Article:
As 2017 comes to an end, the food industry looks back on this year’s biggest news in the area of mergers, like Amazon’s entrance into the supermarket world by acquiring Whole Foods. Abasto, both in its bimonthly editions and on the Internet, presented its readers with the most outstanding news and current issues that concern Hispanic entrepreneurs in this industry.
With the following, we present a resume of the most relevant food industry news that Abasto covered during the 2017 year:
In our print publication at the beginning of the year, January/Februrary Edition, Abasto celebrated its 50 editions uniting Hispanic entrepreneurs, highlighting its work as an informative bridge between grocery producers, distributors and supermarkets nationwide.
Among other topics, our columnist Julio Ibáñez presented an accurate analysis on the expectations of the growth of trade in 2017, in which the use of technology to reach consumers would be highlighted.
Looking to enter the Hispanic market, Sysco presented their brand at the beginning of the year, “Sysco Pica y Salpica” and the Mexican salsas brand La Anita started distributing in the U.S. market, achieving positioning themselves in the main markets of the country throughout the year.
In the news world, Unilever announced earlier this year its rejection of the proposed merger by Kraft Heinz Co., shattering one of the largest acquisitions in the food industry, which was around $ 143 billion.
As Spring began, Abasto highlighted in its March/April edition the great expansion work carried out by the Padilla Group in the United States. In an interview with the company’s president, Victor Padilla, the businessman revealed how they have had great success distributing products like El Yucateco, La Morena and Don Victor.
On an international level, Abasto highlighted the holding of the ANTAD & Alimentaria Expo in the city of Guadalajara in Mexico, where around 1,500 exhibitors from more than 30 countries are present in the food industry. It’s one of the most important events on the continent attended by more than 44,000 visitors.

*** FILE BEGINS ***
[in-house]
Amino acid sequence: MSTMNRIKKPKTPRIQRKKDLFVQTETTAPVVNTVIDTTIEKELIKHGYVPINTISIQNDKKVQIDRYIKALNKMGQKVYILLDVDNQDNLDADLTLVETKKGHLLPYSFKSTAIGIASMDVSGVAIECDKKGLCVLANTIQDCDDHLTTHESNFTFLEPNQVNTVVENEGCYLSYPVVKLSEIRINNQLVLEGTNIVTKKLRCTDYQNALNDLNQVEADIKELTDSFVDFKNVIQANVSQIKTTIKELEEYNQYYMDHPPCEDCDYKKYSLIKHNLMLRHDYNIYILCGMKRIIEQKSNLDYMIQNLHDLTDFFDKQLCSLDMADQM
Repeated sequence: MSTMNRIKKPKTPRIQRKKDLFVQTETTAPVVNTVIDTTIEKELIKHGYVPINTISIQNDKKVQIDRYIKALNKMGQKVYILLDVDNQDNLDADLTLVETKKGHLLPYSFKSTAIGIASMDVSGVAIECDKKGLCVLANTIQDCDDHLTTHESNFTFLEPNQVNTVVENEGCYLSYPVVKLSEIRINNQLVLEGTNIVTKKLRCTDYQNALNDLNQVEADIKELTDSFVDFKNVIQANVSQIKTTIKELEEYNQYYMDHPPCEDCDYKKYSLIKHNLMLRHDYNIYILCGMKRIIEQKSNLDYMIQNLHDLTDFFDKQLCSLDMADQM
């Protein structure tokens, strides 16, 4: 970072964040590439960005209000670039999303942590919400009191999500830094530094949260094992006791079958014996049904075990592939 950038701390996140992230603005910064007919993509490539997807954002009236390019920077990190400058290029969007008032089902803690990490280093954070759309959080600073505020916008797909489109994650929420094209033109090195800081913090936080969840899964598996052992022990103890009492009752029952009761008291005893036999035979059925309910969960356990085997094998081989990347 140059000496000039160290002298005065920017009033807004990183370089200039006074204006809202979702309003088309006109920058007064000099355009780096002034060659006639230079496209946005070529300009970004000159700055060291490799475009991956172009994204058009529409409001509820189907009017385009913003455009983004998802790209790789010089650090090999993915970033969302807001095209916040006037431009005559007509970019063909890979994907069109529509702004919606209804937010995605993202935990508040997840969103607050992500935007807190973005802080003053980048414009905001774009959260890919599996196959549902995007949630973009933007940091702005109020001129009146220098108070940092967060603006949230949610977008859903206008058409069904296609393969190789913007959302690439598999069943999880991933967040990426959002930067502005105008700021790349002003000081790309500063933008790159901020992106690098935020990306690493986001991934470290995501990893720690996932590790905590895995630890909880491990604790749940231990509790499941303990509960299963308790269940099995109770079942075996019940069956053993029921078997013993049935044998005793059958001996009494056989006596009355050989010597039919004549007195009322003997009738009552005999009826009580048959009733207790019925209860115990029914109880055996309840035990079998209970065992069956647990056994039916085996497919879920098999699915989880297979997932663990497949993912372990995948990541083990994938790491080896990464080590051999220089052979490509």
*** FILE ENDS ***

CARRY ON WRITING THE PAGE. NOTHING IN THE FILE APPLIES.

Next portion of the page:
For their part, Panera announced their sale to the owners of Krispy Kreme for a value of $7.5 billion. The Boston based restaurant chain, employing more than 10,000 workers, stepped into the hands of the Luxembourg-based JAB conglomerate.
In April, Kroger announced Angel Colón as their Senior Director of Diversity. The Puerto Rican, a veteran in the food industry, became the first Hispanic to occupy the executive position in the giant supermarket chain.
As Summer approached, Abasto reported the news of Amazon’s Spanish website launch, an effort from the electronic giant to conquer the U.S. Hispanic consumer in their own language.
In Abasto’s print edition of May/June, the magazine highlighted the 25th Annual Tortilla Industry Convention (TIA in Spanish), which was held in Las Vegas at the beginning of May with the participation of 85 exhibitors and more than 600 visitors. The event was dedicated to the to the producers and distributors of tortillas, an industry with annual top sales of $ 13 billion.
Another news highlighted by Abasto was the announcement of the purchase of Unified Grocers by Supervalu, in a negotiation valued at approximately $ 375 million. Unified Groceres was one of the leading distribution companies on the West Coast targeting the ethnic product format.
Our columnist Ricardo Gaitán highlighted the importance of the seller and how he becomes the company outside the company.
In the middle of the year, the Germans began their invasion of the United States. The supermarket chain Lidl began the opening of its first stores on the East coast, with the aim of operating 100 supermarkets in 2018, offering products at low prices to compete against Aldi and Kroger in the food industry.
The news that shook the supermarket world was Amazon’s announcement about the purchase of the Whole Foods supermarket chain for $13, 700 million, an action by the electronic giant to dominate the retail food business, dominated by Walmart.
In the July/August edition, Abasto magazine presented a report on the true power of Hispanics in the United States and our columnist Julio Ibáñez wrote an analysis on the retail revolution and purchasing trends, influenced by the generation of ” millennials.”